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Investors representing $7tn join to tackle antimicrobial resistance

What’s happening? Aviva Investors, Sumitomo Mitsui Trust Asset Management and Nordea Asset Management are among the first 12 international investors and financial institutions to join the Investor Action on Antimicrobial Resistance (AMR) initiative. The members, with a combined $7tn in assets under management, have pledged to promote sustainability, assess the risks and impact of investment decisions, and engage with food and pharmaceutical portfolio companies. Covid-19 treatment has led to “disturbing” rates of AMR in 2020, the World Health Organization said. The initiative involves the Access to Medicine Foundation, FAIRR Initiative, Principles for Responsible Investment, and the UK Department of Health and Social Care.

Why does this matter? Superbugs – those resistant to antibiotics – claimed 700,000 lives worldwide in 2019. It’s predicted this will rise to 10 million a year by 2050, at cost of $10tn to the global economy, so investor action to combat the issue is extremely welcome. Substantial investors paying more attention to the issue, and potentially holding corporates to greater account over it, is a significant development.

The ongoing Covid-19 pandemic is a direct threat to efforts to fight AMR as many hospitalised patients develop secondary infections resulting from the disease that require antibiotic treatment. Adding to the problem, other patient types have been prescribed antibiotics during the pandemic they may not have needed.

Aside from Covid-19, there are a multitude of reasons for the growth of AMR, the most obvious being the overuse and misuse of antibiotics in humans, plants and animals. This leads to antibiotic residues entering the environment through landfill and waterways as well as the food chain. Hygiene is also a problem. Hospital-acquired superbugs are widespread and data suggests that deep cleaning wards alone is not enough to keep them at bay.

Lack of access to clean water in poorer nations is also an exacerbating issue and, concerningly, there is emerging evidence that climate change is potentially playing a part too.

Without urgent action, health care as we know it will dramatically change for the worse. A wide range of life-saving procedures depend on antibiotics and if they don’t work hundreds of thousands more people will die before their time. Awareness of the issue needs to be raised among both corporations and society, while steps need to be taken to reduce unnecessary antibiotic prescriptions and test for the most appropriate treatments. Further, there is a need to reduce the use of antibiotics in animal food production and advance technologies to remove antibiotic waste from the environment.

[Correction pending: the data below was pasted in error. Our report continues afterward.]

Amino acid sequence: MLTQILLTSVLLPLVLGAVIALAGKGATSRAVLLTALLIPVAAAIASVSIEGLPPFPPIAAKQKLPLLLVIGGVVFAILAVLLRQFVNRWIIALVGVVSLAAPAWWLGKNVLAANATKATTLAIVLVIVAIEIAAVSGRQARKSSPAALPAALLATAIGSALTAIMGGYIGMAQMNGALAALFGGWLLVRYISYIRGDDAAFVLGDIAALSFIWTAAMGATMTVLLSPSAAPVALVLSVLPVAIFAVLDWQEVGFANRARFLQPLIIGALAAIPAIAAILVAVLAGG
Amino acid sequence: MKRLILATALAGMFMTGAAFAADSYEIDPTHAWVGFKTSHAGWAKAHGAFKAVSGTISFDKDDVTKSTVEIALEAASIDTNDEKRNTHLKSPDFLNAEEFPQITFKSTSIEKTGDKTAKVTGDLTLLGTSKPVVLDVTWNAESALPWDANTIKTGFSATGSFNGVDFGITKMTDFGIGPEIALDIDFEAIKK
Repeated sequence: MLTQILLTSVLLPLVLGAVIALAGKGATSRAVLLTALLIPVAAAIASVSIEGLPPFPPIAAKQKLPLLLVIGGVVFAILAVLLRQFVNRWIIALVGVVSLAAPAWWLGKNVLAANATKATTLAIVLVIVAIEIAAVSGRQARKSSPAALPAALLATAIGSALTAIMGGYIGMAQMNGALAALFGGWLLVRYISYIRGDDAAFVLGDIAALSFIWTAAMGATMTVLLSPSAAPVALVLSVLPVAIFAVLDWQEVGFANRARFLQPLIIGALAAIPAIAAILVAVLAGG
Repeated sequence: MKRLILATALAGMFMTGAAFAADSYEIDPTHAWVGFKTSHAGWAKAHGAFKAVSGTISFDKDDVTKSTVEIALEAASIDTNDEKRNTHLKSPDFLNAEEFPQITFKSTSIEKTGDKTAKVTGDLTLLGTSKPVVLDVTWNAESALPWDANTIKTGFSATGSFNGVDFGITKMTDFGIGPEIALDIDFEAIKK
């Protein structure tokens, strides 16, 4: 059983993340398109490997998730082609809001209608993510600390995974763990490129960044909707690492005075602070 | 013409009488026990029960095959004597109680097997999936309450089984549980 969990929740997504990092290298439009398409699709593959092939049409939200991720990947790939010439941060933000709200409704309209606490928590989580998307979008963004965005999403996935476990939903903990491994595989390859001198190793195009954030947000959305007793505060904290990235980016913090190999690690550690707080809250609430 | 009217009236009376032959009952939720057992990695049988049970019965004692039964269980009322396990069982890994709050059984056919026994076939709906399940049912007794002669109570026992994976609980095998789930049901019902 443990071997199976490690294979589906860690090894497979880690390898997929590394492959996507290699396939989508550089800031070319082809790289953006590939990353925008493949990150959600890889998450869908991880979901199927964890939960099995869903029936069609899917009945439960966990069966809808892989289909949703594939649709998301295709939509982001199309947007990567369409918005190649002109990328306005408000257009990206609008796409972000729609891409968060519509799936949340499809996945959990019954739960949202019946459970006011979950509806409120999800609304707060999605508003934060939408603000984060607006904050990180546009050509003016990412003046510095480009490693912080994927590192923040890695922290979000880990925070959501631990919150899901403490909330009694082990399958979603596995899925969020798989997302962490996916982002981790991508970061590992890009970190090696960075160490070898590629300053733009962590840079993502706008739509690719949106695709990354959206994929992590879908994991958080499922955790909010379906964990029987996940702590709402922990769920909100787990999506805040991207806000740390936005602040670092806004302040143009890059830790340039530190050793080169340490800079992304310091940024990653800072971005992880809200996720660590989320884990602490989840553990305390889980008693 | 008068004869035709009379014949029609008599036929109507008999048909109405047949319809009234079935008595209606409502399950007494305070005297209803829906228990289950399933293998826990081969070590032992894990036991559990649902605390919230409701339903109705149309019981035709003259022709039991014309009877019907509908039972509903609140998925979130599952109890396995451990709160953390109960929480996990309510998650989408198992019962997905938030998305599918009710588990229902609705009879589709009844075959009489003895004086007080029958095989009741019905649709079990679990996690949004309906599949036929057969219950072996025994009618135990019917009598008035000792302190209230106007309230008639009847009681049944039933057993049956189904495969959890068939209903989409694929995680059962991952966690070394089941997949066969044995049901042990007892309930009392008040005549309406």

As highlighted by the Investor Action on Antimicrobial Resistance initiative, the financial industry is not taking AMR seriously enough. Antimicrobial stewardship is lacking among a number of large meat, fish and dairy companies and plans to make clinical-stage antibiotics easily available after launch are lacking among pharmaceutical companies. Investors should be taking note of this.

There is a substantial case here for pull incentives, which will ensure drug developers have an economically viable model to produce antibiotics without compromising good stewardship on the part of doctors. The updated PASTEUR Act in the US could introduce a subscription model that pre-pays for US federal use of antibiotics, following on from an earlier scheme announced in the UK in 2019, acting as such an incentive and encouraging R&D in the space

The initiative calls on investors to consider the effect AMR many have on their long-term financial returns and to press governments to act on market failures. It also suggests the creation of incentives for antibiotic development and responsible manufacturing along with the development of guidance to adopt an “AMR lens” across different asset classes.

Lateral thought from Curation – In recent years, lawsuits have been filed against oil majors seeking to hold these companies accountable for their historical contribution to climate change.

With more attention being placed on how corporate action increases AMR, should we expect similar legal action, focusing on historical lapses in governance, to be levelled against certain institutions? Food production, for example, could be one particularly vulnerable sector.

Nicola Watts

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